acculturation process which subtly creates it, and it is perpetuated in part for
that reason and also because perceived changes in the roles and status of women
create a backlash based on fear of change.

Surveys have shown that identical resumes or scholarly articles are
rated lower if the applicant is though to be a woman rather than a man: "Man's
success is more likely to be attributed to ability and woman's to luck." While
advances have been made over the last decade, the challenge remains for the next,
and "as long as women constitute small minorities in nontraditional employment
contexts, substantial obstacles will remain." The women in the workplace must
work harder to succeed than their male counterparts, and once they have
succeeded they have to deal with the envy and anxiety this arouses. Women who
do not advance only confirm the stereotype for others:

The perception remains that women can't make it by conventional
standards, or are less committed to doing so. In either event, they do
not seem to warrant the same investment in training, assistance,
and promotion opportunities as their male counterparts.

Feminist theorists have been calling for some time for a change in the
political climate. They want more than just more women in office and the
political arena; they want a new type of political thinking, one that empowers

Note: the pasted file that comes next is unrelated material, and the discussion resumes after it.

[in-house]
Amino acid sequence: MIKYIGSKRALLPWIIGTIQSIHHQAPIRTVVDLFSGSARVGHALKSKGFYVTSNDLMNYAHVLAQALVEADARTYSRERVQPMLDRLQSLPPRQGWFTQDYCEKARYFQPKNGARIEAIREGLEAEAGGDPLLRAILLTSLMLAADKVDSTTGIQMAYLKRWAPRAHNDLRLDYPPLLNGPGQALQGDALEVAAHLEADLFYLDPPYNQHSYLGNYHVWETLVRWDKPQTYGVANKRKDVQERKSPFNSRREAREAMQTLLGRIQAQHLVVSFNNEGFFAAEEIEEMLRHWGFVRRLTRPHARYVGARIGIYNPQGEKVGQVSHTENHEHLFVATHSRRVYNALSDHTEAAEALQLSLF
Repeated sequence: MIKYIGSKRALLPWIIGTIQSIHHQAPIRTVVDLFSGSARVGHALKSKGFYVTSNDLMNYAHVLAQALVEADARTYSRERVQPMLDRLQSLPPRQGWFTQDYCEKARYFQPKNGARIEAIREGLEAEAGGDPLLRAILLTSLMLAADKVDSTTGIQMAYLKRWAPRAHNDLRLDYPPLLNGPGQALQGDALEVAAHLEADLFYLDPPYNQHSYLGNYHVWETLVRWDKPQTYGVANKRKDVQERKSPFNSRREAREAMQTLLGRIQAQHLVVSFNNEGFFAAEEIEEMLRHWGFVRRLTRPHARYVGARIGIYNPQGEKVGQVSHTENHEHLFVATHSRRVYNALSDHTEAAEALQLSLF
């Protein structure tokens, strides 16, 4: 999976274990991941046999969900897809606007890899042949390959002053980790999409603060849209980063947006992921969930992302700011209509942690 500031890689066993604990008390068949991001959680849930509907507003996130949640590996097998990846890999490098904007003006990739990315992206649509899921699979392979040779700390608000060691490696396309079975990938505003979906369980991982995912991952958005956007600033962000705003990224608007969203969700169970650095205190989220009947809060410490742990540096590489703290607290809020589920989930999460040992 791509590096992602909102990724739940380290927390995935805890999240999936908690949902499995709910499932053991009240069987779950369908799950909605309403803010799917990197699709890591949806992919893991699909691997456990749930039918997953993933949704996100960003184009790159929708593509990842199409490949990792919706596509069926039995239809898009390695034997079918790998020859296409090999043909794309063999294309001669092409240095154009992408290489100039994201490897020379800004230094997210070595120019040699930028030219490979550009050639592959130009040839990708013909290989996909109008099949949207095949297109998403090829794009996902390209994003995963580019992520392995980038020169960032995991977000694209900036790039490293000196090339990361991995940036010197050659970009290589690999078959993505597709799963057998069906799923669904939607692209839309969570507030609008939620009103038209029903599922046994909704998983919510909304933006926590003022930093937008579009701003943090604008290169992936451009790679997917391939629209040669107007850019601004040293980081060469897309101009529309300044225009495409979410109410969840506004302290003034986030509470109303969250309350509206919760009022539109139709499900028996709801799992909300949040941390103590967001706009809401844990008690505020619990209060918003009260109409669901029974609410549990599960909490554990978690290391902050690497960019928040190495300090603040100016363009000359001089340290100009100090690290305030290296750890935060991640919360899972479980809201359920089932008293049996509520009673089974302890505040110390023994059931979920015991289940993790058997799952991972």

people rather than government and that addresses the issues that are of
importance to men and women:

If we can eliminate the false polarities and appreciate the limits and
true potential of women's power, we will be able to join with men
--follow or lead—in the new human politics that must emerge beyond
reaction. This new human liberation will enable us to take back the
day and the night, and use the precious and limited resources of our
earth and the limitless resources of our human capital to erect new kinds of
homes for all our dreams. . .

The perception the public has had on the role of men and women is
outdated and has been for some time, but public attitudes change slowly even in
the face of overwhelming evidence. More than 40 years ago, anthropologist
Margaret Mead noted the way the West had developed its concept of male and
female:

There has long been a habit in Western civilization of men to have
a picture of womanhood to which women reluctantly conformed,
and for women to make demands on man to which men adjusted
even more reluctantly. This has been a accurate picture of the way in
which we have structured our society, with women as keepers of the
house who insist that the man wipe their feet on the door-mat, and men
as keepers of women in the house who insist that their wives
should stay modestly indoors.

Today, people are far less willing to accept these artificial roles even
reluctantly, and this includes the provision keeping women in the home and out
of the public arena. To have more women in office it is necessary to have more
women run.

As noted, public views change more slowly than the reality of gender
roles. They will continue to change slowly as long as we continue acculturating
children with the same sexual stereotypes that have so long prevailed. It is
necessary that we address this issue from early childhood, with parents
demonstrating a different view of gender and sexual roles just as the school and
church should take a part in eliminating the old stereotypes in favor of a more
reasonable and equitable way to view both men and women.